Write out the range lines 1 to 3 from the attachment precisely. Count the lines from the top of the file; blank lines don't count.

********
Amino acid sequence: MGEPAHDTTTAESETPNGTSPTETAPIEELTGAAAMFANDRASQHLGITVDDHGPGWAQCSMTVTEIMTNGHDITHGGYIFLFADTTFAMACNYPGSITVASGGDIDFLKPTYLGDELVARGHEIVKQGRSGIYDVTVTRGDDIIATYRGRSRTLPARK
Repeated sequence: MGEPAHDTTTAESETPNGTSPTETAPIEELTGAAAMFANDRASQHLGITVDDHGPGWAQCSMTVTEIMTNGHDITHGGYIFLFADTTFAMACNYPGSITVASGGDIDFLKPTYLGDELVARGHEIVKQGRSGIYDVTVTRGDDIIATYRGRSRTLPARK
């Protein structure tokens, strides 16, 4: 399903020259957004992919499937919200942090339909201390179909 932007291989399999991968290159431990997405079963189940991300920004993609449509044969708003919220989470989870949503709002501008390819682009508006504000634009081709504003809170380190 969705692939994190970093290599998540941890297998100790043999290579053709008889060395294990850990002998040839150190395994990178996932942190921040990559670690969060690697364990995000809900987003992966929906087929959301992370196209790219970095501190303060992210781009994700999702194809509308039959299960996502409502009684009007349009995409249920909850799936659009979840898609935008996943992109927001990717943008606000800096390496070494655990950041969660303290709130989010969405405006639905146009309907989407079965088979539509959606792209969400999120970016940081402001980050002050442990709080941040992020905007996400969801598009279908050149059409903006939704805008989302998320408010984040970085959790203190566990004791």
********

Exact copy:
Amino acid sequence: MGEPAHDTTTAESETPNGTSPTETAPIEELTGAAAMFANDRASQHLGITVDDHGPGWAQCSMTVTEIMTNGHDITHGGYIFLFADTTFAMACNYPGSITVASGGDIDFLKPTYLGDELVARGHEIVKQGRSGIYDVTVTRGDDIIATYRGRSRTLPARK
Repeated sequence: MGEPAHDTTTAESETPNGTSPTETAPIEELTGAAAMFANDRASQHLGITVDDHGPGWAQCSMTVTEIMTNGHDITHGGYIFLFADTTFAMACNYPGSITVASGGDIDFLKPTYLGDELVARGHEIVKQGRSGIYDVTVTRGDDIIATYRGRSRTLPARK
């Protein structure tokens, strides 16, 4: 399903020259957004992919499937919200942090339909201390179909 932007291989399999991968290159431990997405079963189940991300920004993609449509044969708003919220989470989870949503709002501008390819682009508006504000634009081709504003809170380190 969705692939994190970093290599998540941890297998100790043999290579053709008889060395294990850990002998040839150190395994990178996932942190921040990559670690969060690697364990995000809900987003992966929906087929959301992370196209790219970095501190303060992210781009994700999702194809509308039959299960996502409502009684009007349009995409249920909850799936659009979840898609935008996943992109927001990717943008606000800096390496070494655990950041969660303290709130989010969405405006639905146009309907989407079965088979539509959606792209969400999120970016940081402001980050002050442990709080941040992020905007996400969801598009279908050149059409903006939704805008989302998320408010984040970085959790203190566990004791």